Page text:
Their letters arrive from all over the world: Florida, Suriname, Pakistan.Of those who mention their age, most are in their 20s.
They believe I can introduce them to an agent/producer/figurehead in the porn industry who will cast them in an adult movie to which everyone will masturbate, ostensibly. I flirted with them, and I wrote down the things they said in a notebook. You could describe the feelings I had toward them as a kind of romantic longing, one that is never meant to be realized.
They appeared suspended between male adolescence and adulthood, caught in the net of those pubescent days when sex is everything, girls are an obsession, and showing what a stud you are makes you the king of your brethren.
As grown-ups, they had enslaved themselves to our collective masculine ideal, forever trying to fulfill it, forever failing to do so.
They were at war with themselves, their cocks their weapons, a semen-stained sofa in a rented mansion atop a hill in the San Fernando Valley their chosen battlefield – for reasons that, in the end, escaped me, a woman. For their generation, the male porn star and his eternal boner symbolize what it means to be a man in the 21st century.
On April 23, 2012, I published a post on my Forbes blog: “The Hardest Thing About Being a Male Porn Star.” I don’t remember what prompted the idea for the post, other than the fact that I have been covering the adult movie industry for more than a decade and have long been interested in how its male performers navigate a business in which they play second fiddle to its real stars: women.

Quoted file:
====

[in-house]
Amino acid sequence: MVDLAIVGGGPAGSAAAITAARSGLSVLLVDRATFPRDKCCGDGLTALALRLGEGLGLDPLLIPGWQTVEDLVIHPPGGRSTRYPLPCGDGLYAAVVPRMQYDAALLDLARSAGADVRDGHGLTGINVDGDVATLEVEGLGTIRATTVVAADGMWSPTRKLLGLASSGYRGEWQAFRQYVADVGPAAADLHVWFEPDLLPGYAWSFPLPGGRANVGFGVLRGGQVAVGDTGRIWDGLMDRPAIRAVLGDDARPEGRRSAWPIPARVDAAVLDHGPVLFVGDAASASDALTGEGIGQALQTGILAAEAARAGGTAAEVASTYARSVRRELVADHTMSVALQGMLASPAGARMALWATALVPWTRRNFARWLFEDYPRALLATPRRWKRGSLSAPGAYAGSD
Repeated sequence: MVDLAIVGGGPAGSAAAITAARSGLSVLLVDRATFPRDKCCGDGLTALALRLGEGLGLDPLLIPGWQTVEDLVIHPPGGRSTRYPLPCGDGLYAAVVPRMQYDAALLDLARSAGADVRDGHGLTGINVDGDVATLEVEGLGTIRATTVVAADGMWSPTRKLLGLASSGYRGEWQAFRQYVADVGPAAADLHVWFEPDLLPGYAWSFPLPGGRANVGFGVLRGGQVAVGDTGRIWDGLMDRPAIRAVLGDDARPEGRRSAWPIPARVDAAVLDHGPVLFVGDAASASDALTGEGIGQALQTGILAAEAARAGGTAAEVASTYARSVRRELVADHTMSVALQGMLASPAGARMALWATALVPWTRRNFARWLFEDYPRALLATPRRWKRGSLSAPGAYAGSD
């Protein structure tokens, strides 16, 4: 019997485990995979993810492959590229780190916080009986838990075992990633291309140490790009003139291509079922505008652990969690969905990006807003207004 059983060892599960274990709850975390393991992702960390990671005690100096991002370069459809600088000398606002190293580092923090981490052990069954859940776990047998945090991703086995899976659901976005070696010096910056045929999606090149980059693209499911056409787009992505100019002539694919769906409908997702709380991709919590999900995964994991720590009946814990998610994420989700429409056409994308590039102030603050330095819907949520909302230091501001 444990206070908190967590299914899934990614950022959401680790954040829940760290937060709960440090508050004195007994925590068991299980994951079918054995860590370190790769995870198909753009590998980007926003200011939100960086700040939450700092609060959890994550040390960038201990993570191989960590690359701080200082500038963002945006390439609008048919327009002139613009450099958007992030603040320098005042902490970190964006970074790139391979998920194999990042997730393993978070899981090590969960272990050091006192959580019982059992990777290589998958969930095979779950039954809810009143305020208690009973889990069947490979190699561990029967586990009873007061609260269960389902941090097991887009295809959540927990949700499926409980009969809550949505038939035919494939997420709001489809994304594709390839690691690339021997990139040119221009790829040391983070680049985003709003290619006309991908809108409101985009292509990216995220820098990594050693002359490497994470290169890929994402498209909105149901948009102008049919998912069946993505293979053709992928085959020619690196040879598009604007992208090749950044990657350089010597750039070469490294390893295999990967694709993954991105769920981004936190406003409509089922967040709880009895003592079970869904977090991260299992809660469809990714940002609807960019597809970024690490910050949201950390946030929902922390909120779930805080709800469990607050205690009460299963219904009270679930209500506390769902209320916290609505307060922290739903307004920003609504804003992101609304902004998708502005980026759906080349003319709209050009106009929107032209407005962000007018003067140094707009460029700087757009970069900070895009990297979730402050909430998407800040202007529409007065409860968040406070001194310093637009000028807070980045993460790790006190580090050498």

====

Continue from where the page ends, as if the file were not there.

I had sent emails to several male porn stars, asking them about the most challenging aspects of their job.
Their answers varied from the mundane (“The hardest thing about being a male porn star is convincing your female co-workers that you are an interesting, well-rounded, fun guy who they might consider dating in a parallel universe after a few drinks”) to the mechanical (“The most difficult part about being a male porn star is the hard-on”).
Only one of them couldn’t think of anything difficult about his line of work – James Deen, arguably the most famous male porn star working today, who declared his occupation “pretty easy.”Recently, the post surpassed 1,000,000 views. Most of the traffic is organic and comes from Google searches; in other words, those who find it are searching for some combination of “male,” “porn” and “star.” Every week, I get emails from men I have never met, who have read the post, who want me to tell them how they can become male porn stars, too.
In this digital reality, a new vision of masculinity is taking shape in the form of a patchwork man of pixel-based experiences: a click on a porn site, a pirated You Porn video, an X-rated Google image search.